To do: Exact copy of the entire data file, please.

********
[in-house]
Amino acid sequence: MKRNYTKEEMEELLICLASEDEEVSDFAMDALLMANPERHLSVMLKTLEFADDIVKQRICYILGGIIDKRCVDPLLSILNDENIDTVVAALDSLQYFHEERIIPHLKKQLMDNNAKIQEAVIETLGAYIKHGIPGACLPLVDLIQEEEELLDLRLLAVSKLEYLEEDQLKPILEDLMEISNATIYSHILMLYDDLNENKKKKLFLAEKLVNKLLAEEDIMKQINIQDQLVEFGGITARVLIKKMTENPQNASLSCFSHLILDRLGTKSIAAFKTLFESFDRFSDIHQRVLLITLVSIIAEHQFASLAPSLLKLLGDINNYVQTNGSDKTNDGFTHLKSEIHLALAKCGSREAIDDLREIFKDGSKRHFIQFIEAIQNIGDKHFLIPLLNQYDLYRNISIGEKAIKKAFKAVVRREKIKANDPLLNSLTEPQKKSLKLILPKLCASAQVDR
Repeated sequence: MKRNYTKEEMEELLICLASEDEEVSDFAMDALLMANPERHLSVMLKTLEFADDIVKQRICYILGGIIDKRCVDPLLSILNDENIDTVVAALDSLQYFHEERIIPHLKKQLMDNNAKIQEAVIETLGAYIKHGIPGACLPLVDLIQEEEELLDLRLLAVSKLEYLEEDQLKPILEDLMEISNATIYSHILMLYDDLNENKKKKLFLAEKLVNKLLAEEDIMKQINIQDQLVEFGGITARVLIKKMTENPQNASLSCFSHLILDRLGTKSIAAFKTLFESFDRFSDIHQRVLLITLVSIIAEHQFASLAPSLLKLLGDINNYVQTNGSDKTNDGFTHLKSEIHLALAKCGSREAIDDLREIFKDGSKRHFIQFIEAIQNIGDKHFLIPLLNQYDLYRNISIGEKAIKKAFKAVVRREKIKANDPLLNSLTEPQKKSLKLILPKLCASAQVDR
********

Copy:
[in-house]
Amino acid sequence: MKRNYTKEEMEELLICLASEDEEVSDFAMDALLMANPERHLSVMLKTLEFADDIVKQRICYILGGIIDKRCVDPLLSILNDENIDTVVAALDSLQYFHEERIIPHLKKQLMDNNAKIQEAVIETLGAYIKHGIPGACLPLVDLIQEEEELLDLRLLAVSKLEYLEEDQLKPILEDLMEISNATIYSHILMLYDDLNENKKKKLFLAEKLVNKLLAEEDIMKQINIQDQLVEFGGITARVLIKKMTENPQNASLSCFSHLILDRLGTKSIAAFKTLFESFDRFSDIHQRVLLITLVSIIAEHQFASLAPSLLKLLGDINNYVQTNGSDKTNDGFTHLKSEIHLALAKCGSREAIDDLREIFKDGSKRHFIQFIEAIQNIGDKHFLIPLLNQYDLYRNISIGEKAIKKAFKAVVRREKIKANDPLLNSLTEPQKKSLKLILPKLCASAQVDR
Repeated sequence: MKRNYTKEEMEELLICLASEDEEVSDFAMDALLMANPERHLSVMLKTLEFADDIVKQRICYILGGIIDKRCVDPLLSILNDENIDTVVAALDSLQYFHEERIIPHLKKQLMDNNAKIQEAVIETLGAYIKHGIPGACLPLVDLIQEEEELLDLRLLAVSKLEYLEEDQLKPILEDLMEISNATIYSHILMLYDDLNENKKKKLFLAEKLVNKLLAEEDIMKQINIQDQLVEFGGITARVLIKKMTENPQNASLSCFSHLILDRLGTKSIAAFKTLFESFDRFSDIHQRVLLITLVSIIAEHQFASLAPSLLKLLGDINNYVQTNGSDKTNDGFTHLKSEIHLALAKCGSREAIDDLREIFKDGSKRHFIQFIEAIQNIGDKHFLIPLLNQYDLYRNISIGEKAIKKAFKAVVRREKIKANDPLLNSLTEPQKKSLKLILPKLCASAQVDR